“And he went through Syria and Cilicia, confirming the churches, commanding them to keep the precepts of the apostles and the ancients.” (Douay-Rheims)
“And he went through Syria and Cilicia, strengthening the churches.” (Just about every other edition at biblehub.com)
What is the reason for such a large difference in translations? Even my Ignatius Press Bible is unlike Douay-Rheims. I understand that one could infer the Douay-Rheims additions from the context of the passage, but it seems like there should be a good reason for such a large difference in translations.
So why does the Latin Vulgate translate it thus? I am ignorant of translation issues, but it seems odd that the words “commanding them to keep the precepts of the apostles and the ancients” can simply disappear (or appear) from one translation to the next.
It’s probably due to textual copyist glosses. The same type of thing has happened all over the place in Biblical writings. Copyists would put study notes around the texts, and further copyists would think that these study notes were actually part of the text itself.
To avoid this problem (as well as the problem of having translations of translations), newer translations have tried to go to the original sources (or as close as we have to original sources, as all that’s left of the originals are bits and pieces of scrolls). But, the DR was translated from the Latin Vulgate (as were all early vernacular translations). The OT of the Vulgate was translated from the Greek Septuagint (and the NT from the original Greek). And most of the Septuagint was translated from the Hebrew.
My Douai Confraternity says about that passage “not in the Greek, or in many codices of the Vulgate.” It sounds like some unknown person just inserted that on their own, just like the Johannine Comma of 1 John 5: 7-8.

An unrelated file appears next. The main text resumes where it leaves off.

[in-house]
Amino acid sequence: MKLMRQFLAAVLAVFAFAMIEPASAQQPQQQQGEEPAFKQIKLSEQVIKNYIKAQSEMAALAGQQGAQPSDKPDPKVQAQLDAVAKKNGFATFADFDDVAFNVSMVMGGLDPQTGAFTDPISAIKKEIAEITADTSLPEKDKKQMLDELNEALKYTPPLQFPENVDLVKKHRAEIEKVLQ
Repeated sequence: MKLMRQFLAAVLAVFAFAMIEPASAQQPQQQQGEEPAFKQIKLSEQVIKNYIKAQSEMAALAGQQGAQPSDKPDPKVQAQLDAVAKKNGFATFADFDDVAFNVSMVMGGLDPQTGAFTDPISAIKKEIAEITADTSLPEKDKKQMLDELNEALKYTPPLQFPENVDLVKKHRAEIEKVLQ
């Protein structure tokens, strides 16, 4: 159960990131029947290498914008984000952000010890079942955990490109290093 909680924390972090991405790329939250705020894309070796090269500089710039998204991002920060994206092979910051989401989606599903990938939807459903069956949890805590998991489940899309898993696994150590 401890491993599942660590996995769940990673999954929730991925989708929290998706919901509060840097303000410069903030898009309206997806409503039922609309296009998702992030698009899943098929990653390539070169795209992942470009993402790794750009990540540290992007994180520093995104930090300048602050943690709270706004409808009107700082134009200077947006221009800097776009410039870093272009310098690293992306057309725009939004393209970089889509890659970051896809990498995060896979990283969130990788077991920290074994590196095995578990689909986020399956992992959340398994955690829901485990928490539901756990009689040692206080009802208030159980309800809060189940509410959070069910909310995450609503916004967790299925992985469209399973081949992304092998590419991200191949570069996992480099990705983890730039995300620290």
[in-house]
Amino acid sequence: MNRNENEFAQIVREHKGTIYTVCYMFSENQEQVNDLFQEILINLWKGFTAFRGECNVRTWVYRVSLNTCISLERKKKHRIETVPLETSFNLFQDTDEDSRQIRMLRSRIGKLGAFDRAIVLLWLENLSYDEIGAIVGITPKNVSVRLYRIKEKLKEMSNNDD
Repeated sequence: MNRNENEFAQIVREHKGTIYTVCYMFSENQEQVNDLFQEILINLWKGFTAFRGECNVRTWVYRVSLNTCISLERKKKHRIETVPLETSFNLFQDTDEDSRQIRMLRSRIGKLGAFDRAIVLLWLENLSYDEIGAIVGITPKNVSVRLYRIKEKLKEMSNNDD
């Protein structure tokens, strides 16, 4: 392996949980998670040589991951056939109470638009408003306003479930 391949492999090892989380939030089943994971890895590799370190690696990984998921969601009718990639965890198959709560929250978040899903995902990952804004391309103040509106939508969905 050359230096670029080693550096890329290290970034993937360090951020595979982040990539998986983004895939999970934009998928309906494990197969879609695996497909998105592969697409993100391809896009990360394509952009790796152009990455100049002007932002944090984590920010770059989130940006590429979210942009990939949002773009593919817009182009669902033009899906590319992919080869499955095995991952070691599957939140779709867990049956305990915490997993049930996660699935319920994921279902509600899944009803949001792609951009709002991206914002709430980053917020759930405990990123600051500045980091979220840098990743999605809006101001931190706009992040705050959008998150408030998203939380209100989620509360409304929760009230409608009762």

I have access to 3 different versions of the Latin Vulgate. The one with this variation is from the “Biblia Vulgata Clementina 1598 with Glossa Ordinaria Minge edition (1880)”. The other 2 versions (the “Latin Vulagte” and the “Nova Vulgata”) reads the same as the Greek text already mentioned. The difference could easily be attributed to a later copyist gloss (as previously mentioned by powerofk).
As far as how the Latin was translated, it’s my understanding that Jerome originally translated the OT from Hebrew, and only used the Septuagint when Hebrew writings couldn’t be found. The NT was translated from the Greek.
The reason is: there are actually two versions of Acts. One is a shorter version (the ‘Alexandrian’ version) found in many manuscripts - including older ones - and the other is a longer version found in so-called ‘Western’ manuscripts. The ‘Western Acts’ is quite famous for being about 10% longer than the ‘standard’ shorter version and being more polished in style. Scholars still debate which of these two versions came first: whether the shorter Alexandrian text was an abridged version of the longer one, or whether the Western text was an expanded version of the shorter one.
In the case of the Vulgate, earlier manuscripts apparently contained the shorter version. But along the way, readings from the longer Western version crept into the text. This is because the Latin translations which were made before St. Jerome’s translations - the so-called Vetus Latina - belong to the long ‘Western’ family: it was pretty common in those days for manuscripts of the Vulgate to have Vetus Latina readings inserted in. (The older Latin translations were not abandoned at once; they were only phased out gradually. In fact, Vetus Latina translations of single books can be found in manuscripts as late as the 13th century.)
In this case, the phrase “commanding them to keep the precepts of (the apostles and) the elders” is one of these Western ‘expansions’. It isn’t found in older manuscripts of the Vulgate - for example, our oldest complete manuscript of the translation, Codex Amiatinus (8th century), doesn’t have it - but it is found in the Gutenberg Bible and the Clementine Vulgate (1592, as praecipiens custodire praecepta apostolorum et seniorum). Something similar can be found in ‘Western’ manuscripts, for example the 5th century Codex Bezae: παραδιδους τας εντολας των πρεσβυτερων / tradens autem mandatum presbyteroru(m) ‘delivering to them the commandment of the elders/presbyters’, and the Vetus Latina Acts in the 13th century Codex Gigas (aka the Devil’s Bible, after an illustration of the Devil in one of the pages), which contains the same reading as the Clementine Vulgate.